Braid is an independent puzzle-platformer that has received critical acclaim and is lauded as one of the best indie games ever. It may have showed that indie games can be massively successful and inspired many games to follow it, but I was not incredibly impressed by Braid. As a puzzle-platformer, it utilized some great puzzle concepts. Unfortunately, it’s imprecise platforming and pretentiously presented story weighed down the rest of the game.
The entire existence of Braid is focused on the idea of time manipulation. Instead of retrying a level when you die, you can rewind time to the point when you messed up. Furthermore, there are 6 worlds in Braid, each changes the time manipulation in a significant way. These changes greatly alter the mechanics and allow for sets of creative puzzles. Each world focuses on the new idea that it introduced and builds its levels around that idea. As the player traverses the levels, they must solve conundrums using time manipulation to collect puzzle pieces. The player puts all these pieces together to unlock the final world of the game.
I quite liked that you could essentially skip a puzzle piece if it was causing frustration and come back to it later. A few times I had trouble grasping a mechanic so I skipped ahead and came back to a tricky puzzle after I better understood the mechanic. The one minor issue I had was that when introducing a new mechanic, the properties were not explained through gameplay before moving into tougher puzzles. A few times I got stuck on a puzzle because there was some feature I was missing. If there was an introductory level in each world to show the player how the new mechanic functioned this issue would be avoided.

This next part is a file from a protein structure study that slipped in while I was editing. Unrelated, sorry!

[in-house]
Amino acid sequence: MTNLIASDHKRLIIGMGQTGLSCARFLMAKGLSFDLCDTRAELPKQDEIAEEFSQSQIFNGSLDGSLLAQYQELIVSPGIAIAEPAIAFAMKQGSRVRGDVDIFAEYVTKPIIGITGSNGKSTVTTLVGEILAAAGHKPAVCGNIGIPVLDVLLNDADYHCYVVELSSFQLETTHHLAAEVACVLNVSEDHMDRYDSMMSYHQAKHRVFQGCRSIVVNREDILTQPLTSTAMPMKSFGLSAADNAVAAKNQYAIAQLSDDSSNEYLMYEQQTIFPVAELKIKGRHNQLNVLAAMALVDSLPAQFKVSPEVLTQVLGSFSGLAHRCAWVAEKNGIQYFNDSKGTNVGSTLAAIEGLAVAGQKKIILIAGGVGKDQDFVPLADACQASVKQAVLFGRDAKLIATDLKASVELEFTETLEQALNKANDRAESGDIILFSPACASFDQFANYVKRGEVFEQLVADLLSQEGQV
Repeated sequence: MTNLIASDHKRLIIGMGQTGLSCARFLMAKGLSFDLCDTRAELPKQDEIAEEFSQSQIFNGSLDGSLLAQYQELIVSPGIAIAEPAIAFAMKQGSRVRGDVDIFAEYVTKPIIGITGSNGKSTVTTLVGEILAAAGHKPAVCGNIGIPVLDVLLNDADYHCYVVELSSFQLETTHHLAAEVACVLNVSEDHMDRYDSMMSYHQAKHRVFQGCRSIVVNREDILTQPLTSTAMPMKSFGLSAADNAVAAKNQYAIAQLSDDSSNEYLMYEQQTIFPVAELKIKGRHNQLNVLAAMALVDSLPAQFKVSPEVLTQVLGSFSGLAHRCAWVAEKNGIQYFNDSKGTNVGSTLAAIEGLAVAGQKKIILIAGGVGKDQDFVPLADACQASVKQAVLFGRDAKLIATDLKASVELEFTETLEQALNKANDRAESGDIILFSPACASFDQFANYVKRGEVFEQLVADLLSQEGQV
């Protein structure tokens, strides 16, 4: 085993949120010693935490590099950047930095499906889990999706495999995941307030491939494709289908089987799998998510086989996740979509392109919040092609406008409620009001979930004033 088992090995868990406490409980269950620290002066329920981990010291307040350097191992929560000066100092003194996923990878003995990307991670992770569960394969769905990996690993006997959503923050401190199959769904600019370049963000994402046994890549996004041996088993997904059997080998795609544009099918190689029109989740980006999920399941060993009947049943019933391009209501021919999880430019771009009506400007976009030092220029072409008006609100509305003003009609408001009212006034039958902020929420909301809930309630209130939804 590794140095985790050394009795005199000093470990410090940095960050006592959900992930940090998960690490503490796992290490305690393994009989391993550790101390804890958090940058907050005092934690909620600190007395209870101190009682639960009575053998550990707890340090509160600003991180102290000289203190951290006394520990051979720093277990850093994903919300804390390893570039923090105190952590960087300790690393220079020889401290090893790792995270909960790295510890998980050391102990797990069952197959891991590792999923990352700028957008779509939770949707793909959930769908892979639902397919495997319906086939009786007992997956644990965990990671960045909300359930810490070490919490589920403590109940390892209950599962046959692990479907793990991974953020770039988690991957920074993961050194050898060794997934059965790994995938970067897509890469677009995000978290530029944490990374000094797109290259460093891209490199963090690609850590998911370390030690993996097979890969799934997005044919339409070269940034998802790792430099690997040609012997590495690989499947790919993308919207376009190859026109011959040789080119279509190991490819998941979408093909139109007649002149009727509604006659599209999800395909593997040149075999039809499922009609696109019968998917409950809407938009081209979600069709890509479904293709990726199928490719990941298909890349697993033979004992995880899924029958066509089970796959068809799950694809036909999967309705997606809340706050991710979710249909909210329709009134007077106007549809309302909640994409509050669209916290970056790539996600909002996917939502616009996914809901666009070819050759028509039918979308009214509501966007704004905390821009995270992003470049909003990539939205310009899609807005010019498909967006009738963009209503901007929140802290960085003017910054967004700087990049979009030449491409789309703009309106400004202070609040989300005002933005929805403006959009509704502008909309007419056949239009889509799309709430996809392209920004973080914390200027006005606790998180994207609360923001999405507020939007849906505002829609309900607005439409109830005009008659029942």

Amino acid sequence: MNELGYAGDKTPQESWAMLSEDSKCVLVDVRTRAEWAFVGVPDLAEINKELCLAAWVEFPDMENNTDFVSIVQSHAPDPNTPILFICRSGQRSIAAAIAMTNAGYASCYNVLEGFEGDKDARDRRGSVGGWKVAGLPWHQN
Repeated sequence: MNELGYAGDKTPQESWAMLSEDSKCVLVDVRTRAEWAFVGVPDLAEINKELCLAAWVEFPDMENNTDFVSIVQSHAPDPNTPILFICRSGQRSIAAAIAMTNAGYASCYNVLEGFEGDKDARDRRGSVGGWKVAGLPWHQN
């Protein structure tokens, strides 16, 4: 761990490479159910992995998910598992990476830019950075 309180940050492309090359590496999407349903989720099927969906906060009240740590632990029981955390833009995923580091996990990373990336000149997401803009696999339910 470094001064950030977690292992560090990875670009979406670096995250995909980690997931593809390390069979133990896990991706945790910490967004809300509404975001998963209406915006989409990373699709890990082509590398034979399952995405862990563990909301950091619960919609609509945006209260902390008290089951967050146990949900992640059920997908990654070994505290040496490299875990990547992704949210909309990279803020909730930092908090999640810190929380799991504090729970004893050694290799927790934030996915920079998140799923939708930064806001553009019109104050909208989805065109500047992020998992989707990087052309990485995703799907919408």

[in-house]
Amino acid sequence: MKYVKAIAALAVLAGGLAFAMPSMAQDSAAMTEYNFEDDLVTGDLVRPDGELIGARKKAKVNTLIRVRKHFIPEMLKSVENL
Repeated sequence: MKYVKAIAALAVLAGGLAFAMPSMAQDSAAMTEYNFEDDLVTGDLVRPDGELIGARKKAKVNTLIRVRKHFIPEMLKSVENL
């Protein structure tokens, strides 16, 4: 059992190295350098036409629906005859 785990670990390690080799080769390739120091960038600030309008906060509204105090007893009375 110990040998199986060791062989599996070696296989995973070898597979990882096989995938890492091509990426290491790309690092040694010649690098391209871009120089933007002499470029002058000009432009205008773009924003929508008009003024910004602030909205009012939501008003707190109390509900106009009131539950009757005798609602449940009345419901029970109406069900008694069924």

Braid is a puzzle-platformer, and while the puzzle aspect is fantastic, the platforming aspect is lackluster. The controls feel fairly clunky and inconsistent at times. Jumps are kind of floaty, hitboxes don’t line up with models, and momentum just feels off. Luckily, there weren’t many times in game in which precise platforming was needed. The strangest part of Braid is its narrative and story. Most of the games story is told through cryptic text which feels meaningless. There is 1 moment at the end of the game that was brilliant, but that was it. Braid was definitely trying to get across some meaningful message, but using vague text with no obvious meaning just felt pretentious.
While I appreciate the importance of Braid as an indie game, I do think it is slightly overrated. It is a wonderful puzzle game, but unsatisfying platforming and a cryptic story do hurt the experience. The puzzles are phenomenal and immensely creative. Braid utilizes time manipulation to the fullest. Braid is a short, brain-churning puzzle game, and it is definitely worth a play through.